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Two Steves who changed the world

Steve Jobs and Steve Wozniak, have between them revolutionized world culture.

india Updated: Mar 31, 2006 17:38 IST

Steve Jobs, the tech-savvy marketing genius, and Steve Wozniak, who invented the Apple computer, have between them revolutionized world culture over the past three decades.

The two college dropouts created the California company that has changed the way people use computers, listen to music -- now through the iPod -- and even buy music by downloading it from the Internet.

"They are smart, creative people who see things the world doesn't see and had the courage to follow their beliefs when the world told them they were wrong," said industry analyst Michael Gartenberg of JupiterResearch.

Both Steves took uncommon paths to success.

Born in San Francisco on February 24, 1955 to a single mother, Jobs was put up for adoption at barely a week old, according to company biographical information.

He was adopted by a couple in Mountain View, south of San Francisco, and grew up playing in orchards in what is now Silicon Valley, the biography said.

As a high school student Jobs attended lectures at Hewlett-Packard in nearby Palo Alto, and worked a summer job there with Wozniak.

Jobs dropped out of college after a single semester, but continued to take classes, including a calligraphy class he late cited as the reason Macintosh computers were designed with multiple typefaces.

When he was 20, Jobs made a spiritual journey to India, returning with his head shaved and wearing traditional Indian garb.

He got work as a technician for video game pioneer Atari and attended a garage club called "Homebrew Computer Club" with Wozniak. That earned Wozniak the opportunity to visit Jobs at work and play Atari games for free.

Wozniak, nicknamed "Woz," was born in San Jose, now part of Silicon Valley, on August 11, 1950.

He has cited his father, an aerospace company engineer, as a childhood inspiration, along with the fictional boy inventor in the Tom Swift children's book series.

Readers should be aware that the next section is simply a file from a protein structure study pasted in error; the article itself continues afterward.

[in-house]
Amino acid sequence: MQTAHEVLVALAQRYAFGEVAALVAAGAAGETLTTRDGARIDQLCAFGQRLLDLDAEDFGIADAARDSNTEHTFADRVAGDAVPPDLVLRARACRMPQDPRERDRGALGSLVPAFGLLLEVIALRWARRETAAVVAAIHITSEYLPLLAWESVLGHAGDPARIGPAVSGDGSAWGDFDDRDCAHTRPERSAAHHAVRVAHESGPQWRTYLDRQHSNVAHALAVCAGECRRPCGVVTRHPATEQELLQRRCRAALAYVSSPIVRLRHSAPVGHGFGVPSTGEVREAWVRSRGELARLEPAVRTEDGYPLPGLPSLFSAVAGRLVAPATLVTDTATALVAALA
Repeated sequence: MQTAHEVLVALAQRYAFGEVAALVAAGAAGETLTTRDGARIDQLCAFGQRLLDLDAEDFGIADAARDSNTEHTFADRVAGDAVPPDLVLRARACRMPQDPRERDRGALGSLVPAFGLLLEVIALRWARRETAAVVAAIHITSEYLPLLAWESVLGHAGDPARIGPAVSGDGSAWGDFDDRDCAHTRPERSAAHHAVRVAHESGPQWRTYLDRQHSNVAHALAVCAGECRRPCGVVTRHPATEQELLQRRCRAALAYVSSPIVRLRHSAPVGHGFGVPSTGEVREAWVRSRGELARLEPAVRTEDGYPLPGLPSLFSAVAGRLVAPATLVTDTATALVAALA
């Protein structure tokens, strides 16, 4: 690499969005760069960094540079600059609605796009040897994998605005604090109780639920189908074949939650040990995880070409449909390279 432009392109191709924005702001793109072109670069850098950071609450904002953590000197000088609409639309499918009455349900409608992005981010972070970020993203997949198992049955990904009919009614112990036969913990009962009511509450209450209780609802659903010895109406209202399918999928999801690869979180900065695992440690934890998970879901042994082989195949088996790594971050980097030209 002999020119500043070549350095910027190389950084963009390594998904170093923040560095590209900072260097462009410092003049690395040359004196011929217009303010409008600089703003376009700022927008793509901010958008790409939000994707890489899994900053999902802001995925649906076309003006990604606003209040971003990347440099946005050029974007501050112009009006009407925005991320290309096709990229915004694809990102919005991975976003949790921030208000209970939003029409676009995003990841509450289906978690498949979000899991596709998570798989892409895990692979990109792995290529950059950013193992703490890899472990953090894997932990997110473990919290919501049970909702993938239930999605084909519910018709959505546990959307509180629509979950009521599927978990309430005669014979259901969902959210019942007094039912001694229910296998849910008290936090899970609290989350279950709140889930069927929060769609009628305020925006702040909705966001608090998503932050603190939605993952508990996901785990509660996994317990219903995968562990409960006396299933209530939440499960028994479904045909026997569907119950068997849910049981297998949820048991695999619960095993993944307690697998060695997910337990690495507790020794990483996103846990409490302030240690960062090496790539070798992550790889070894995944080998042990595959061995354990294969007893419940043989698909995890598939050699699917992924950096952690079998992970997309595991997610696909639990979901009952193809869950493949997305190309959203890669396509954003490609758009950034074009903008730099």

By the time Wozniak was 13, he was president of a high school electronics club already dabbling with computer design.

Like Jobs, Wozniak tried college, in Colorado, but dropped out and returned to California where he and a friend built a computer they named after the cream soda they drank while working on it.

The machine burned during a test run and the project was dropped. But the endeavor resulted in Wozniak getting to know his friend's close pal, Jobs.

Jobs was 21 and Wozniak 26 and working as an engineer at Hewlett-Packard when they founded Apple Computer in the garage of Jobs' family home in 1976.

The rest was consumer electronics and lifestyle history: the popularisation of personal computers end eventually the iPod, the best-selling digital music player.

With marketing-oriented Jobs in the lead, Wozniak left Apple in 1981, but returned in 1983 to work for a few more years.

He meanwhile went back to university, earning a Bachelor's degree in engineering and computer science at University of California-Berkeley in 1986.

Today he has three adult children, two sons and a daughter, a house in Los Gatos, California, Hummer automobiles, and the U2 band model iPod.

Promoting education is one of Wozniak's passions, along with playing polo on Segway gyroscope-balanced two-wheeled scooters. His stated accomplishments include having visited every Hard Rock Cafe in the world.

Wozniak is expected to release an autobiography titled "I, Woz" later this year and has his own website at www.woz.org.

Jobs, who became the more public face of Apple, went from celebrity bachelor days that included a relationship with folk singer Joan Baez to settling into family life in Palo Alto. He married in 1991 and has three children by his wife and a daughter with a woman he dated prior to marrying.

Jobs left Apple for a time after an internal power struggle, but returned in 1997 to rejuvenate the company and remains at its helm.